What exactly is an ‘author platform’?

One of the most heard phrases mentioned when marketing a self-published book is author platform. Despite how commonly it’s heard, there’s a lot of confusion about what exactly is an author platform.

At its most basic, an author platform is a system you create to ensure that your book sells.

Of course, self-publishing gurus encourage different systems, believing some work better than others. And different systems are needed based on the kind of book you write; after all, some of what works to promote a nonfiction book may not work for a novel.

A system, by definition, consists of several parts and steps. Likewise, an author platform also has separate parts and steps.

Perhaps the most common element of the author platform is an online presence – such as a website or a blog – that serves as a base to promote your books. This site usually tells a little about you the author, a bunch about your books, and includes links to where the books can be purchased.

Another common element of author platforms is social media, which most often includes Twitter, Facebook, Goodreads, LinkedIn, Pinterest or Tumblr or Instagram, and possibly others. Because potential readers obtain information about books in different ways, usually an author should use at least three of these social media sites.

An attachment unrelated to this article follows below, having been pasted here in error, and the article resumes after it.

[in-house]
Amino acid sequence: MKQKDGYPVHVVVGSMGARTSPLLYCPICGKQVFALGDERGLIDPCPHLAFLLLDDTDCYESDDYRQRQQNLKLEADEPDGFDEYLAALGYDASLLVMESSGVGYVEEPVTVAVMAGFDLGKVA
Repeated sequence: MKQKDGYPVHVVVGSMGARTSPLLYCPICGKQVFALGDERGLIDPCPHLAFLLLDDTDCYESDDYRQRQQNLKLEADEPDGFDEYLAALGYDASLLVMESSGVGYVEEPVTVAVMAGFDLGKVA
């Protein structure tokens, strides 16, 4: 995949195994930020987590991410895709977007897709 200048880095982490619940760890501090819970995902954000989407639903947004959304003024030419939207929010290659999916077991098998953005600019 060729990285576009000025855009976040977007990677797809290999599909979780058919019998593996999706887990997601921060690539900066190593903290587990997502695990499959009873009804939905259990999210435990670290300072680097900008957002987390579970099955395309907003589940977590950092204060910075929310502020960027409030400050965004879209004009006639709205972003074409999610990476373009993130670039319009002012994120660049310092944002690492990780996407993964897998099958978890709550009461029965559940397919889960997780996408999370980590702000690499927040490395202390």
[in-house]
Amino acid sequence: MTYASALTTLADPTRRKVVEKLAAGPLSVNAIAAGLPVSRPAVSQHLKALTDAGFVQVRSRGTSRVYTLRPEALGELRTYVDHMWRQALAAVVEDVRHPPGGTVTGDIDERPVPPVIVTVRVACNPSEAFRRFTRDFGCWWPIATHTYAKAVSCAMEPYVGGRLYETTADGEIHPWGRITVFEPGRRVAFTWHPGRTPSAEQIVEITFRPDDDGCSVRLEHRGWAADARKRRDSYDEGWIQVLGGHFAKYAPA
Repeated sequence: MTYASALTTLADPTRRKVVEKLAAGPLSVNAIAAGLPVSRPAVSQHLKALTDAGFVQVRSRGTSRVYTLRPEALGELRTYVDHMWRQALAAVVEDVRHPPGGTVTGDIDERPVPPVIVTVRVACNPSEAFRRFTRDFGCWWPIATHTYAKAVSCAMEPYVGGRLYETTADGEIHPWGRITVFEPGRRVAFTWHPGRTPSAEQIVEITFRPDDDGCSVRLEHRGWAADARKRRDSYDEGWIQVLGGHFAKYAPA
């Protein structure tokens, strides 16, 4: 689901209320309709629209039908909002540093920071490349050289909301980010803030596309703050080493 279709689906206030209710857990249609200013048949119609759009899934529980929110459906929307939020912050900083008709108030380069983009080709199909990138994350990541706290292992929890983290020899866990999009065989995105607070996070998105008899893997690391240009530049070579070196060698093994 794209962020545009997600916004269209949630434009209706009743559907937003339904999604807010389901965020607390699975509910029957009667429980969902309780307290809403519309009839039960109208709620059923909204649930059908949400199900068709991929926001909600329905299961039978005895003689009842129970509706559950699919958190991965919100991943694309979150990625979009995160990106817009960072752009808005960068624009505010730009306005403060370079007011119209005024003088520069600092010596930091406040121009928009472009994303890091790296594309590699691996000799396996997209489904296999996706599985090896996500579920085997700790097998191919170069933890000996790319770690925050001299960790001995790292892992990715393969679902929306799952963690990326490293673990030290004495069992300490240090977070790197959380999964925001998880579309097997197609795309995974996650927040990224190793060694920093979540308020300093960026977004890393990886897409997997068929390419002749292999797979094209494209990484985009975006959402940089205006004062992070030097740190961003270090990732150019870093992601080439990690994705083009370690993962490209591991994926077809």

A third working part of an author platform often is non-social media outreach efforts, such as sending press releases to the media, writing articles for publications (both paper and electronic), book signings, public presentations, advertising, and so on.

In theory, the system works like this: You publish a book. A web page (at an online vendor, your website, or your blog) exists for people to purchase your book. Social media is utilized to point people who don’t know about you or your books to that web page where they can purchase the titles. Non-social media outreach efforts achieve the same purpose as social media but often have the added benefit of allowing the potential reader to directly purchase the book from you (such as at a book signing).

Which social media and non-social media outreach efforts work best for you depend upon a number of complex factors. Foremost among them is the type of book you write. A nonfiction book about the history of a specific locale is more likely to garner media attention than a novel, so a press release is a sound strategy in one case but not the other. Another factor is the quality of your outreach effort. A poorly written tweet, for example, won’t net you a sale. A third factor is the amount of effort you put into it. A sound strategy that is well-planned and executed can net you a surprising number of sales, whereas a half-hearted effort just wastes your time.